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Underfloor heating

Underfloor heating floor coverings

Warm water underfloor heating works well with a wide range of floor coverings, including engineered wood, vinyls and even carpet.

Choosing the right floor covering

The majority of popular floor coverings are suitable for use with underfloor heating (UFH), with some offering a better heat transfer than others.

The best floor coverings to pair with UFH are hard surfaces such as stone or ceramic tiles. Tiles are the most thermally conductive floor finish, so they are able to transfer heat from the UFH to the surface of the floor quickly and with little resistance.

Although tile is the best choice, there are still many other options that are regularly laid over an UFH system including carpet, engineered wood and vinyl.


Solid timber floor boards with underfloor heating

Engineered wood & laminates
Laminates and engineered wood, such as Kahrs flooring, have a good structural stability that allows them to perform well with UFH without the risk of warping. An engineered wood floor can be laid directly over the UFH as a ‘floating floor’ or secret nailed to battens of joists.

Solid hardwoods and softwoods also transfer heat well but care should be taken when specifying board width and thickness.

Read the solid & engineered woods data sheet


Underfloor heating and carpet

Carpet & rugs
UFH can be used with most types of carpet. As long as the underlay is not a good thermal insulator, heat will easily pass through this layer into the carpet itself. The overall Tog value of the carpet and underlay combined should not exceed 2.5 and the underlay should not exceed 1 Tog. Felt and polyurethane underlays should be avoided as they affect heat transfer.

Read carpet data sheet


Large format tiles with underfloor heating

Ceramic & porcelain tiles
Tiles offer a high thermal conductivity and slim profile that makes them particularly popular for using over UFH in kitchens and bathrooms.

Before laying a tile finish over UFH, a de-coupling membrane and quality flexible adhesive should be used. This prevents any concentration cracks from being transmitted through to the floor covering.

Read tiles & stone data sheet


Underfloor heating and vinyl flooring

Vinyl & linoleum
Vinyl floor tiles, such as Karndean and Amtico, are available in a range of finishes and are very durable, making them a popular floor covering choice that is also compatible with UFH. As a sensitive floor covering, a floor temperature sensor should be fitted. This will limit the heat output from the UFH (usually to 27°C) to protect the vinyl or lino from any discolouration. For this reason, vinyl and lino is not recommended for areas with high heat losses such as conservatories.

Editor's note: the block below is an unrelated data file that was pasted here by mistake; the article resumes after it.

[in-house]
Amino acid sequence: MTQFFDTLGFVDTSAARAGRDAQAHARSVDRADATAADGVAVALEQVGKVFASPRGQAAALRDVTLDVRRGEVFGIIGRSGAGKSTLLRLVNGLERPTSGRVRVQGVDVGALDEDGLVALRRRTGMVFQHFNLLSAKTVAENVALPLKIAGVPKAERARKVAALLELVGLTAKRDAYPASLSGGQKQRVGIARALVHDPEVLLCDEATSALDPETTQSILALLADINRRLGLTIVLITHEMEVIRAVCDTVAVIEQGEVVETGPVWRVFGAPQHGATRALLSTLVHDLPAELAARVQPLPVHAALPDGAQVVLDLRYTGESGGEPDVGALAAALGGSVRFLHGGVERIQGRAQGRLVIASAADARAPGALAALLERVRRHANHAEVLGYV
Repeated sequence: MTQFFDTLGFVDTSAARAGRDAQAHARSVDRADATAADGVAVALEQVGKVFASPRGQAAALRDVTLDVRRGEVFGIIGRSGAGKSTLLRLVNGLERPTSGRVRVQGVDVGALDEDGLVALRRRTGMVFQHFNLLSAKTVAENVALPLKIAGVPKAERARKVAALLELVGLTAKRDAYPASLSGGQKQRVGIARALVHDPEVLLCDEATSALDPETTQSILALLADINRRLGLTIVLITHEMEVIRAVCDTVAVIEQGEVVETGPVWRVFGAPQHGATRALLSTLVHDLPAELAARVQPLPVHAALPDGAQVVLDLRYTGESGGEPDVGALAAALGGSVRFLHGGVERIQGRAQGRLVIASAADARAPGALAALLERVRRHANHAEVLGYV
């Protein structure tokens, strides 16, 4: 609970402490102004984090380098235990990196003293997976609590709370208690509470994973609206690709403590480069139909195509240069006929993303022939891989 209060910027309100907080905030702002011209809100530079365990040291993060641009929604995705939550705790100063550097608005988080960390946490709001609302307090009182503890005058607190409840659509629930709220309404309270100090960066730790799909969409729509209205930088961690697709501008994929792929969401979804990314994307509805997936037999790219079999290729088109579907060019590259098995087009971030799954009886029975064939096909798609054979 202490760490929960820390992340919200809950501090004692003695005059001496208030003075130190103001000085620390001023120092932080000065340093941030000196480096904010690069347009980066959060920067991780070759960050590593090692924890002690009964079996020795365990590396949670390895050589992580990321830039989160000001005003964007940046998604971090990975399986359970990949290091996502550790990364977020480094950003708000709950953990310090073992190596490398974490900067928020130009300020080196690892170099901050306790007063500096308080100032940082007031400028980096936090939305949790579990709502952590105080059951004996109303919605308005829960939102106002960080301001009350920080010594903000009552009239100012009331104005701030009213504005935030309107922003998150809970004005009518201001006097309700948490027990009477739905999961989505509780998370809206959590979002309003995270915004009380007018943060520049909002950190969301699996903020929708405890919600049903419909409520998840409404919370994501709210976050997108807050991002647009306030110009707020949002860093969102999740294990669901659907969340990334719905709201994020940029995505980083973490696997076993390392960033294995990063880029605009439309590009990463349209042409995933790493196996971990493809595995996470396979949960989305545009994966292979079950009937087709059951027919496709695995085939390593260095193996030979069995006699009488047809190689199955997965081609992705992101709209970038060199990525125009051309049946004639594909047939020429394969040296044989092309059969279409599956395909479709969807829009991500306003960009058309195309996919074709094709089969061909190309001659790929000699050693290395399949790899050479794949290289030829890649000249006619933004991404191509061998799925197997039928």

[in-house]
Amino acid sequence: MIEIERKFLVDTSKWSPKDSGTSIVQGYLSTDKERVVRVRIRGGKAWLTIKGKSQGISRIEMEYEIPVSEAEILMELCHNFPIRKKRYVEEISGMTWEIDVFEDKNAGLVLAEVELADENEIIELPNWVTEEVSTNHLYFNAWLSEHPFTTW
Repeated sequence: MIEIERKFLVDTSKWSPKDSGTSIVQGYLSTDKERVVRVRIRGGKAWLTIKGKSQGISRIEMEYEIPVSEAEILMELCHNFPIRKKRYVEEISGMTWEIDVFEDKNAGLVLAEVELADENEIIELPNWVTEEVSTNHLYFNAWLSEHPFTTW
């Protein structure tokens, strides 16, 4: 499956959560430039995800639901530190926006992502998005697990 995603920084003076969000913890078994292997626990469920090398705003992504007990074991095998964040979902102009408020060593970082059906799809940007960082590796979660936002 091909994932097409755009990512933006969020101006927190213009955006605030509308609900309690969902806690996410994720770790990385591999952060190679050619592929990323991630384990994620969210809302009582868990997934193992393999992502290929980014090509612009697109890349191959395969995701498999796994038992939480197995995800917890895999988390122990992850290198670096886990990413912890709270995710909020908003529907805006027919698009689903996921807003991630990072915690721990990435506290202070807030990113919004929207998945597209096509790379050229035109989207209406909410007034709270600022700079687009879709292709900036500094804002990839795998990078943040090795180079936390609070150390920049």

Read vinyl & linoleum data sheet


Polished screed and underfloor heating

Polished screed & synthetic resins
Due to their tough and durable finish, the use of polished screeds and synthetic resins in domestic properties is becoming more common. As screed, by nature, is very conductive it is well suited for use with UFH and by pairing the two together it also takes away the ‘cold touch’ associated with choosing a hard floor covering.

Read polished screed data sheet

Common floor coverings Q&As

How soon after installing the UFH can the floor covering/s be laid?

This depends on whether a ‘dry’ UFH system has been installed, such as ClippaPlate™ or a floating UFH system where floor coverings can be fitted immediately, or whether a screed has been laid. In a standard screed UFH system a sand and cement of anhydrate liquid gypsum pumped screed may have been laid and these tend to dry at a rate of 1mm per day. This would mean a wait of between 40-60 days before the floor covering can be laid depending on the screed’s thickness. Cementitious self-levelling compounds, like LoPro™QuickSet that is used with LoPro™Max, dry at a far faster rate and floor coverings can be fitted after 72 hours.

Is any preparation required before the floor covering/s can be laid over the UFH?

This varies on the choice of UFH system and floor covering. Both LoPro™ systems are ready for floor coverings once fully installed. With tiles, a decoupling membrane and quality tile adhesive should be used. For other floor coverings, particularly vinyls and woods, the manufacturer will provide guidance. It is advisable, where practical, to commission at heat the UFH for up to 72 hours before then leaving it to completely cool as this will remove any residual moisture present in the floor.

For more information on how floor coverings should be laid over UFH, read our selection of data sheets linked above.

How long after laying the floor covering/s should I wait until turning the UFH on?

If a tile floor finish or vinyl has been laid, it is best to wait between 24-48 hours before turning the UFH on to allow any adhesives to dry.

If you have questions about how a floor covering can work with Nu-Heat UFH, one of our experts will be happy to help on 01404 540650.


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